The wealthy are ‘opening bloody doors’ on extravagant holidays costing up to £100,000 to celebrate the easing of coronavirus travel restrictions with extended families.
Sally Donaldson, store manager at luxury travel agency Kuoni, said she was left trembling recently when a couple with two children spent more than £50,000 on a trip to the Caribbean island of Antigua.
“It’s a massive amount of money. It’s really amazing,” Donaldson said. “We are happy to help clients, but when you see that kind of money being spent on vacation, you start to shake a little bit… It’s more than the number of years salary for most people?” It makes you wonder what these people are doing, but everyone works so hard and we all deserve a vacation.”
Donaldson, who runs the Kuoni branch inside the John Lewis store on London’s Oxford Street, said that after customers were forced to scale back their travel plans during Covid, customers had spare cash and were now ready to spend big. She and her colleagues have sold some other custom rides for more than £100,000.
“People haven’t traveled in two years because of the pandemic, and they’re really keen to come back and don’t question the price,” she said. “I would say over 80% cited the pandemic as a reason for wanting to escape, spend time with family that they couldn’t get past the lockdowns.
“This is not your normal European vacation,” she said. “These are special adventures on the trip of a lifetime.”
The trend of booking expensive vacations as the pandemic subsides – what industry leaders have dubbed “the tips” – is noted in research by travel agency ABTA.
“After more than two years of severe travel restrictions, people are desperate to travel abroad and many are booking the vacation of a lifetime,” said ABTA’s Shaun Tipton. “Many of these trips will be funded by the savings made during the pandemic when opportunities to go out to restaurants, bars, cinema, theater and other recreational activities have been drastically reduced, and so many have seen their savings increase.”
It comes as most Britons face the biggest squeeze on their incomes since at least 1990, with the Bank of England warning people are facing a triple whammy of inflation soaring to 10%, energy bills of nearly £3,000 a year, and soaring interest rates.
Tom Barber, founder of London-based travel agency Original Travel, said many customers have “spent their lockdowns browsing travel books at the coffee table and making lists of places they want to go. Now they can finally put the lists into action.”
“After years of taking travel for granted and then losing our right to roam, the guilt-free ‘tips’ are all about getting rid of lockdown restrictions and quarantines to embrace travel and all its pleasures again,” he said.
No more waiting for ‘a day’ – now is the time to pamper yourself and visit that place you’ve always wanted to visit, enjoy the experiences you’ve always wanted to try, and take the vacation you’ve always wanted to take.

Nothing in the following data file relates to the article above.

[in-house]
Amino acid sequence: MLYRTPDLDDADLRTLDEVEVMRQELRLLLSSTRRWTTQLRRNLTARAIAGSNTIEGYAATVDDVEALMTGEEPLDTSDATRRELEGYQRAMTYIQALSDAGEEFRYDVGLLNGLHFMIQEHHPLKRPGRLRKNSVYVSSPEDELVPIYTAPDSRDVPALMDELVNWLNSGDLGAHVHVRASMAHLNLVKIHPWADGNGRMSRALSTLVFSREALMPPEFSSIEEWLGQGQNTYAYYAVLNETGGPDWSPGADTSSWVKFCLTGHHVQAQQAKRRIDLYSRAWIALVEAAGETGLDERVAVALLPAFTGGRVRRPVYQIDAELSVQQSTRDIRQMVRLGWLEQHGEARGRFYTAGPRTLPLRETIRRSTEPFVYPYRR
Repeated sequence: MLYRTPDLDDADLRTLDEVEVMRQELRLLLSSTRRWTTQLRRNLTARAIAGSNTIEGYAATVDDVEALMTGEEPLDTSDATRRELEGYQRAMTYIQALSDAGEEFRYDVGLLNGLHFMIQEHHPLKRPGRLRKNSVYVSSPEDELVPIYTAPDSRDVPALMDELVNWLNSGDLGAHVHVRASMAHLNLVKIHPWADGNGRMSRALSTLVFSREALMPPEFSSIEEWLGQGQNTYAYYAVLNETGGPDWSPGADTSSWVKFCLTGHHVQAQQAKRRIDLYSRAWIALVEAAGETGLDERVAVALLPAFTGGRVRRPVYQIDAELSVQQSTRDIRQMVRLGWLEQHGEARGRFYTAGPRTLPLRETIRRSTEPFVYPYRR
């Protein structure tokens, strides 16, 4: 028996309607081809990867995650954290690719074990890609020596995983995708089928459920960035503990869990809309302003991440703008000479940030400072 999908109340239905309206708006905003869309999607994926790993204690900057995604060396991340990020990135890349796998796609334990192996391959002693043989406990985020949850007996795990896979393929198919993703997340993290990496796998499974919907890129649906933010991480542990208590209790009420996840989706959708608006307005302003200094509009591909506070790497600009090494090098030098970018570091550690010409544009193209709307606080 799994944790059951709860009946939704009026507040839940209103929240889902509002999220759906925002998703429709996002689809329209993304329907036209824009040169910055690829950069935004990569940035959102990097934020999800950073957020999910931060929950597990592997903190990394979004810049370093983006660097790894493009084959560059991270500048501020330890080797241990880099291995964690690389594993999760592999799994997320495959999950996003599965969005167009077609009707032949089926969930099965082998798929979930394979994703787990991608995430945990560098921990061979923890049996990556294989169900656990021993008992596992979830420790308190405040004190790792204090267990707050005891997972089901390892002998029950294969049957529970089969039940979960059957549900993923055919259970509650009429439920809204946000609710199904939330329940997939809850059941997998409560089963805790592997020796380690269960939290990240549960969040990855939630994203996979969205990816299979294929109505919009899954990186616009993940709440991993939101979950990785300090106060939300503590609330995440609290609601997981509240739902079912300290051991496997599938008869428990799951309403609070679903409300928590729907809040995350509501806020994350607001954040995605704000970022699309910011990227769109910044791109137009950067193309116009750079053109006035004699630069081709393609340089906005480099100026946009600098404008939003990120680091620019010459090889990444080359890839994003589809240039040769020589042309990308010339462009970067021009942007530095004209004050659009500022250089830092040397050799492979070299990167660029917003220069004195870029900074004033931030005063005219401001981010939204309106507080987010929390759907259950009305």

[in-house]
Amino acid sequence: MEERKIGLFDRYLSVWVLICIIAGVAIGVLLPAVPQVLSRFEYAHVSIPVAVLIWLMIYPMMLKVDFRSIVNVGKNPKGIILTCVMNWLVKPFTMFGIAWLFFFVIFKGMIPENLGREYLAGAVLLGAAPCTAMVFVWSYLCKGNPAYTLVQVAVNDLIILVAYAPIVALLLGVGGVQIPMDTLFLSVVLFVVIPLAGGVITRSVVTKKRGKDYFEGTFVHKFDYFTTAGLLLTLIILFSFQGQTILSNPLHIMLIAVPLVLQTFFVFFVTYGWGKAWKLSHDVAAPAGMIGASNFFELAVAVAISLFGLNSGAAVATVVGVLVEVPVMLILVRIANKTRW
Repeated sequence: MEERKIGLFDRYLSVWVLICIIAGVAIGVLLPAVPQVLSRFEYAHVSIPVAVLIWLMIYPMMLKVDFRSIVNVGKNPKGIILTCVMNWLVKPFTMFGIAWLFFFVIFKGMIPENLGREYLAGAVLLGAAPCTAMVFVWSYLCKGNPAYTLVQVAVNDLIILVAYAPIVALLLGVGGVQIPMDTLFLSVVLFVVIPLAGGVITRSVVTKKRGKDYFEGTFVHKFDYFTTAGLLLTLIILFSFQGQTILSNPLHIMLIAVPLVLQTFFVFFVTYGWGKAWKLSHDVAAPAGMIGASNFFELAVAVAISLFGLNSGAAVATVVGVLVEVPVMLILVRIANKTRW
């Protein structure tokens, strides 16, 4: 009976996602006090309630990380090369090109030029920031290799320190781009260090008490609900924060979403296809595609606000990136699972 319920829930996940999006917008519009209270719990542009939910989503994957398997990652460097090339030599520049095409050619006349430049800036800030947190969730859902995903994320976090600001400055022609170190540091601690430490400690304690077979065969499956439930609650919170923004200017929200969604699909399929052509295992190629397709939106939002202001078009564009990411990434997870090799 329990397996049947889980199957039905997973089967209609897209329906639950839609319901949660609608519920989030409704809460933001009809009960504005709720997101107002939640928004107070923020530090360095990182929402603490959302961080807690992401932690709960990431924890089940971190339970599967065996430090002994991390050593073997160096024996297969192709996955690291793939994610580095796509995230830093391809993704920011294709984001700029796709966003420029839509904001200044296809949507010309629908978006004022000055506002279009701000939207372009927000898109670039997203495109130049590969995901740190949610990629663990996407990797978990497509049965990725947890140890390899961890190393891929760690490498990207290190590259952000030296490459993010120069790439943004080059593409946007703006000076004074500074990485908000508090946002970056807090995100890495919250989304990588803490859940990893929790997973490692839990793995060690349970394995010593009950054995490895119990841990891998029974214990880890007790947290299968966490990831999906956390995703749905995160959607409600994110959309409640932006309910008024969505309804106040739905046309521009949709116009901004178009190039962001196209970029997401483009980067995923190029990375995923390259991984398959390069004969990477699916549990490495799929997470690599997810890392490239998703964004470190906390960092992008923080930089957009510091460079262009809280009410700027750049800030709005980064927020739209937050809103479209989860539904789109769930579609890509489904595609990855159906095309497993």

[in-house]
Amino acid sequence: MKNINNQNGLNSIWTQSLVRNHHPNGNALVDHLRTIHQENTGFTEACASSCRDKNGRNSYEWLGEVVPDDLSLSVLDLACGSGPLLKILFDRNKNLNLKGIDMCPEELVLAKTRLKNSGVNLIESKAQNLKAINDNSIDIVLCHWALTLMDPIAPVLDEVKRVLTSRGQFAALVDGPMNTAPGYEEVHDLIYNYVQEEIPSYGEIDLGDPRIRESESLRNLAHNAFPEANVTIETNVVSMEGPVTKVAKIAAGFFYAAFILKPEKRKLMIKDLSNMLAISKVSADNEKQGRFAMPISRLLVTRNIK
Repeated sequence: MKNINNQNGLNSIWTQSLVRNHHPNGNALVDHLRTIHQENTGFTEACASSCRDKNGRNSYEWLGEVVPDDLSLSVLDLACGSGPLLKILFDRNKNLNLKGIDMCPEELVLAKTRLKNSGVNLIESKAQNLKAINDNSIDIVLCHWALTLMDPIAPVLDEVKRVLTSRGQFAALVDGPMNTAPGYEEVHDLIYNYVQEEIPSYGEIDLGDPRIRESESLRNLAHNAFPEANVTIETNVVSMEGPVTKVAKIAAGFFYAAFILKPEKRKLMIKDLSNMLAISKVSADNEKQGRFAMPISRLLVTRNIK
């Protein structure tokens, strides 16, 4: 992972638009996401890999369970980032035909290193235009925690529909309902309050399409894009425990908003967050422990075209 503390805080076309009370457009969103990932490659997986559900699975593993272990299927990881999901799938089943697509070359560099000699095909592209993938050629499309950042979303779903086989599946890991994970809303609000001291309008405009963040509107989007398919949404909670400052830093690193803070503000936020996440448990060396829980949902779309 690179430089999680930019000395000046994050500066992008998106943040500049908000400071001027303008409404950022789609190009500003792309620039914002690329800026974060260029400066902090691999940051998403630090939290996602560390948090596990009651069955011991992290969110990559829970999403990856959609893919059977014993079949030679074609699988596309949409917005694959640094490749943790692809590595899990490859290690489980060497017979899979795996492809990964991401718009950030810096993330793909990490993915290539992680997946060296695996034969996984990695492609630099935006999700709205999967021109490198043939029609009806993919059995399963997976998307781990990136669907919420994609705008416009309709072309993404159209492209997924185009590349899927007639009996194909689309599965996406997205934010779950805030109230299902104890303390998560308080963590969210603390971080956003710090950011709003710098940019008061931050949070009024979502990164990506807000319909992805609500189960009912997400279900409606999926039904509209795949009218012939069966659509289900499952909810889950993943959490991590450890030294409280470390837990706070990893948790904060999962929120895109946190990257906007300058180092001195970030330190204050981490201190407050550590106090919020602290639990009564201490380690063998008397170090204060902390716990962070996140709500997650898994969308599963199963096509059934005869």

People tell us that they will definitely blow up the bloody doors [on the spending on holidays] this year.”
Barber said average spending per booking had risen to around £21,000 from £14,000 in 2018-2019. He said around 8% to 10% of all trips cost more than £50,000 compared to 2% before the pandemic.
In addition to their cost more, the duration of the holidays also increases. Barber said a quarter of all trips booked through his agency now take 15 days or more, compared to about a tenth of trips before the pandemic. “A lot of people go on vacations for months,” he said. “They realize that taking kids out of school for one semester is not a bad thing as long as they are doing something educational.
“Two years ago, the government told us all that it was illegal to go on vacation, now people will never take travel for granted again.”
Barber said the popular “bucket list” trips that customers recently booked included a seven-week diving vacation in Indonesia and the Pacific island of Palau, a five-week family road trip across the United States, and a tour of Michelin-starred restaurants in Spain.
Other major destinations included viewing the northern lights in Norway, mountain gorillas in Rwanda and Uganda, and treks to Antarctica.
“We’ve all been dreaming, planning, and anticipating our 2022 vacations for nearly two years, so it’s no surprise that the kinds of vacations we book now are somehow more ‘dissolving’, as people want to treat themselves after such a long period of abstinence.
“Degeneration means different things to different people; for some it is about luxury, for others it is about pleasure and richness of experiences or being completely off the grid.”
Barber said trips from three generations – dubbed 3G – have also proven popular because families get the most time together. “Now we really know how important family is, and if grandparents have made it through the pandemic, it’s even more important that they are together.”
Finding a location suitable for all three generations can be difficult, Barber said, and trips have to take place on school holidays so they are expensive.
“It’s often large private rental properties, such as a safari lodge in Kenya or a beachfront villa,” he said. “A lot of times it’s the grandparents who pay – making the trip a way to bring everyone together.”